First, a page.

Where communities thrive


  • Join over 1.5M+ people
  • Join over 100K+ communities
  • Free without limits
  • Create your own community
People
Activity
    Jean-Jacques Dubray
    @jdubray
    Just published an implementation of SAM in AWS Lambda with a DynamoDB session manager
    https://github.com/jdubray/sam-samples/tree/master/crud-blog-lambda
    Kirill Kravchenko
    @kirill-kravchenko
    Hi! I'm trying to build my webapp using sam. So I have the following question: should actions always present data to model
    Jean-Jacques Dubray
    @jdubray
    yes in general, they might decide not to, but they have no other purpose.
    What did you have in mind?
    Kirill Kravchenko
    @kirill-kravchenko
    I want to change color (for example) of my view-component and I would like to select this component from DOM, and set style. In my case (as I understand) we dont have state-representation, so there is nothing to pass to view.display function. Where I should store the function that selects component from DOM and sets new style? Is it state-representation function? Can you provide some small example? Thanks. And sorry for my English.
    Jean-Jacques Dubray
    @jdubray

    I want to change color (for example) of my view-component and I would like to select this component from DOM

    You should not do that, the whole point of V = f(M) is that you (almost) never manipulate the DOM, the color should be part of the model and when you generate the stateRepresentation based on the new application state.

    you can easily adapt this example to draw the rectangle in a different color
    https://github.com/jdubray/sam-samples/blob/master/js-rectangle/rectangle.html
    Jean-Jacques Dubray
    @jdubray
    Add a color to the draw function:
    function draw(x,y, w,h) {
        var x0 = x,
            y0 = y,
            w0 = w,
            h0 = h ;
    
        return function(ctx,canvas,color) {
          ctx.clearRect(0,0,canvas.width,canvas.height);
          color = color || "#000000";
          ctx.fillStyle(color) ;
          ctx.fillRect(x0,y0,w0,h0);
        }
    }
    Jean-Jacques Dubray
    @jdubray
    I have update the example here
    the key to understand is that with V = f(M) and SAM's nap() function, you never need to manipulate the DOM
    The whole point of SAM is to avoid DOM manipulations
    Kirill Kravchenko
    @kirill-kravchenko
    Thanks!
    'The whole point of SAM is to avoid DOM manipulations' - and how about performance? I think element.classList.add much faster then root.innerHTML
    Jean-Jacques Dubray
    @jdubray
    There are many ways you can achieve it, including virtual-dom, I generally don't see any performance issue, even without v-dom.
    you have to try it
    Felipe Matos
    @imfelipe
    I'm having trouble understanding how to deal with events that (I think) don't change the model. Say I have a button "Create new user" that displays a dialog to input user data. This action ("display dialog") is somehow managed by the model? There are no data to be evaluated by the model, only fancy visuals, so would I need a flag on the model to identify this click event? Or this event would be outside the SAM cycle?
    Jean-Jacques Dubray
    @jdubray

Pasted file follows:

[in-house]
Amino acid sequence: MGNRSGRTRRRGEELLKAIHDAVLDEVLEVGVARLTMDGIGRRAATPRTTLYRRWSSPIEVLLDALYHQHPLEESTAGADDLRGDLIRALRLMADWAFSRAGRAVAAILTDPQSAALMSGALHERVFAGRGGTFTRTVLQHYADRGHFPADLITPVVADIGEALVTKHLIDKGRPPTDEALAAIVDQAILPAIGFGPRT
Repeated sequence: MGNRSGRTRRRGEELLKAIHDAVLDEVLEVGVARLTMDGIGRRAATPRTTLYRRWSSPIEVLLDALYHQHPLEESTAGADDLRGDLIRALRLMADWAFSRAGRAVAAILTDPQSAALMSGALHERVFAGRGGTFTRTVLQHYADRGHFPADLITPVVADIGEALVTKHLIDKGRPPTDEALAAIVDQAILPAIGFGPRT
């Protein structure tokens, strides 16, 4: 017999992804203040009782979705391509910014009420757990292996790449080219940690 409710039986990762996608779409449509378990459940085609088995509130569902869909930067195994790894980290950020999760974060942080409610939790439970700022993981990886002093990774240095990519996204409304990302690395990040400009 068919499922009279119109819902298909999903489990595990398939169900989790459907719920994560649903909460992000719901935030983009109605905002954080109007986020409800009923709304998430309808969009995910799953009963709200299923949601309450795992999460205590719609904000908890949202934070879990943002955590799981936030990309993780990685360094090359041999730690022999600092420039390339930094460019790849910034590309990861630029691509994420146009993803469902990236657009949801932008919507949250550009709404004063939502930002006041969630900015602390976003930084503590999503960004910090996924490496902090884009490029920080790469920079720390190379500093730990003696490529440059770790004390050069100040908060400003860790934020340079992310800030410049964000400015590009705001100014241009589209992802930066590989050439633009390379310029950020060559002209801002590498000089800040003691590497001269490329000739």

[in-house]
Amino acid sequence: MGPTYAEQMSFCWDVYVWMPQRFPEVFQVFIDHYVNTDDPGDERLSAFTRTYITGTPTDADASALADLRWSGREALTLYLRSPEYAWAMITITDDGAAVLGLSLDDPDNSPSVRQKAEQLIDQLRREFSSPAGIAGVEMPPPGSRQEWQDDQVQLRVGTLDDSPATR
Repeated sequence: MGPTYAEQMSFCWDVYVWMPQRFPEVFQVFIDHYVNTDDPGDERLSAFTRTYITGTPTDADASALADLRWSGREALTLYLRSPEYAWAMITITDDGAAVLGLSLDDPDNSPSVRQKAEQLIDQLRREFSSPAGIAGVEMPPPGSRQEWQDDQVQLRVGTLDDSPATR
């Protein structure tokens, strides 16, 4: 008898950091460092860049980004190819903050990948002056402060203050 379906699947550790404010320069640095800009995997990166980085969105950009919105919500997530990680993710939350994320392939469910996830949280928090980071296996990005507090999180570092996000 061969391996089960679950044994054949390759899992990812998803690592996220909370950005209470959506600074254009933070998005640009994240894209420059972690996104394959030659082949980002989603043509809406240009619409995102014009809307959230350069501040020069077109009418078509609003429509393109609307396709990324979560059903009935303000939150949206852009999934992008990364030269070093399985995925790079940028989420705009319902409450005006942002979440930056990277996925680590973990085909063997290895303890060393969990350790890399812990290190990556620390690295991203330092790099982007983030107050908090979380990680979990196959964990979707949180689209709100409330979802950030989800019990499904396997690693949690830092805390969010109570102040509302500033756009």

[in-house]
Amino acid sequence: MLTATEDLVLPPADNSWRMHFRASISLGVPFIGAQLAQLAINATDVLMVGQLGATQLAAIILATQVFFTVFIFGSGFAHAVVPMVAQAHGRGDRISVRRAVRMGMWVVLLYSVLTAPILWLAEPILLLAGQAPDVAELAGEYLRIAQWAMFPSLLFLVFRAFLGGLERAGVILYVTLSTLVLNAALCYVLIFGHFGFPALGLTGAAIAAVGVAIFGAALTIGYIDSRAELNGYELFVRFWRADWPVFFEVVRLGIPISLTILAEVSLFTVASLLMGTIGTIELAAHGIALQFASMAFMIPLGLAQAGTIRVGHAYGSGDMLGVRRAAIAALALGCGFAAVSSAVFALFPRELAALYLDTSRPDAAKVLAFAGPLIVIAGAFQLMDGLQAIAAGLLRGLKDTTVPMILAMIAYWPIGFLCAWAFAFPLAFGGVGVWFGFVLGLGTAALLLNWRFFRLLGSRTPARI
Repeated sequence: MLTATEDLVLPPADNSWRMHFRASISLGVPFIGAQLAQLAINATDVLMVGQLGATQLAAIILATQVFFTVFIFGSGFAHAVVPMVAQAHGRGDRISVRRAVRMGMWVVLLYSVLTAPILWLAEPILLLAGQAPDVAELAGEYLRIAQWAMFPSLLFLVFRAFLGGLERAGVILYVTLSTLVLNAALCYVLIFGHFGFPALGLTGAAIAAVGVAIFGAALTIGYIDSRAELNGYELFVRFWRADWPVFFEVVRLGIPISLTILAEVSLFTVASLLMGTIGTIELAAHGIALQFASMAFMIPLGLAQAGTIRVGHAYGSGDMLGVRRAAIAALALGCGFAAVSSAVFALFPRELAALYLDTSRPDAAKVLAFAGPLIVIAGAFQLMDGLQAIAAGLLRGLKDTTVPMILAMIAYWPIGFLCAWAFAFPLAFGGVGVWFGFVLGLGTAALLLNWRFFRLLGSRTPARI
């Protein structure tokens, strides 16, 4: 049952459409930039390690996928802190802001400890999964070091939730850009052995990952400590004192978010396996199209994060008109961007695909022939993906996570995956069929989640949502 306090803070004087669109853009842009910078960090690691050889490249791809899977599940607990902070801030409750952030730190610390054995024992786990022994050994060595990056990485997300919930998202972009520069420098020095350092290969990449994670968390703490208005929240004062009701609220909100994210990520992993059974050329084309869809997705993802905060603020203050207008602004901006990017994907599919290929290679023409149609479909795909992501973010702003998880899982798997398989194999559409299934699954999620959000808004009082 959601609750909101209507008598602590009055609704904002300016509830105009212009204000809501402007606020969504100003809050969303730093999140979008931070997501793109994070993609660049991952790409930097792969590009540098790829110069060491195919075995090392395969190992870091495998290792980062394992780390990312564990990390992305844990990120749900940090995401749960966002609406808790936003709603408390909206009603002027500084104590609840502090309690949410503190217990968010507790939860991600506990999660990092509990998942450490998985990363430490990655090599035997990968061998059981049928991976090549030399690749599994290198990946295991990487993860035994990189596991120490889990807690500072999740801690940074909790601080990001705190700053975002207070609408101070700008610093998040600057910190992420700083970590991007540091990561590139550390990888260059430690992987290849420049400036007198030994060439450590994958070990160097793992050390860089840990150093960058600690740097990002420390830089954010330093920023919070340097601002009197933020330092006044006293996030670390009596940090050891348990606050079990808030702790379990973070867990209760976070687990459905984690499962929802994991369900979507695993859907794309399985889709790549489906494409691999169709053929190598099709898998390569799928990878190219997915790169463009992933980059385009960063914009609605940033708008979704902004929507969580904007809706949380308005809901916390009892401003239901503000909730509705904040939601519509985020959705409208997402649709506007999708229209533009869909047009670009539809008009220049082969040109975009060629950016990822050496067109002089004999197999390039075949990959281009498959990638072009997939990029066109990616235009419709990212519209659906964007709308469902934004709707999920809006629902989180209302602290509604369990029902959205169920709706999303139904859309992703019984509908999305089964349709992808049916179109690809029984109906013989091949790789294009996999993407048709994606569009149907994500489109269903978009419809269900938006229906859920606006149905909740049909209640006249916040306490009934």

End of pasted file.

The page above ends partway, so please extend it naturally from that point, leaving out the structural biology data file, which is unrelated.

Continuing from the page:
@f-matos yes, in general this will be mediated by an action-model-state loop. The action will translate the event/intent into a proposal to the model (displayDialog:true), which the model could accept or reject based on the application state. The state representation will render a dialog. In general you want 100% of the application state to be managed by the model.
    Felipe Matos
    @imfelipe
    Doesn't this create a lot of complexity to the model? The more actions you have, the more states you have to deal with and more bloated the model is.
    If for every action all states are evaluated, it'll become troublesome to prevent side effects (as in, one action proposal affects an unintended state), unless you start naming your proposals "SpecificNameThatImSureIsUniqueFlag"
    Why should the model care - or even know - about the view presenting a dialog? Unless the state "dialog open" intentionally changes how other elements behave, I don't understand why would it be beneficial to give this information to the model.
    Felipe Matos
    @imfelipe
    When I say "If for every action" I actually mean "If for every UI change".
    Jean-Jacques Dubray
    @jdubray
    Everything is tradeoff. Single State Tree approaches are becoming pretty standard these days. People have tried to decompose the application state in components and that's not pretty.
    Please note that SAM supports parent/child instances so the effect that you are talking about is not given at all. These ancillary aspects of the application states should be implemented that way and the parent model should only be presented with key proposals such as a { newUser: {name, ...}}
    @f-matos For small UX effects, such as a spinner, it's ok to manipulate the DOM onEvent as long as the resulting state does not need to know it happened (it will be automatically cleaned up on the next rendering of the State representation).
    Jean-Jacques Dubray
    @jdubray
    The key to understand the SAM pattern is that with SAM you are/need to be always in the position of associating a "unit of work" to an event. Component publish events, they have no idea what happens next. The unit of work is responsible for changing the application state. The problem is when you think you are better off working locally and ignoring global application state changes. There is a (rather big) mismatch between the view and these units of work, they can't be driven by the view. You need "adapters" that will translate these events into the call that will ultimately be responsible for updating the application state. Coupling events with application state mutation is, IMHO, the worst thing you can do.
    Nadal Gonzalo García Zavala
    @snorkellingcactus

    Hi. In the rocket launcher example, ¿What is the purpose of this line?

    present = present || model.present ;

    When i would want to pass a custom present function? in which cases?

    Another question: It's a bad idea to deal with a model directly from an action instead of passing a associative-array like data to model.present() ?

    For example:

    function actionsLaunch()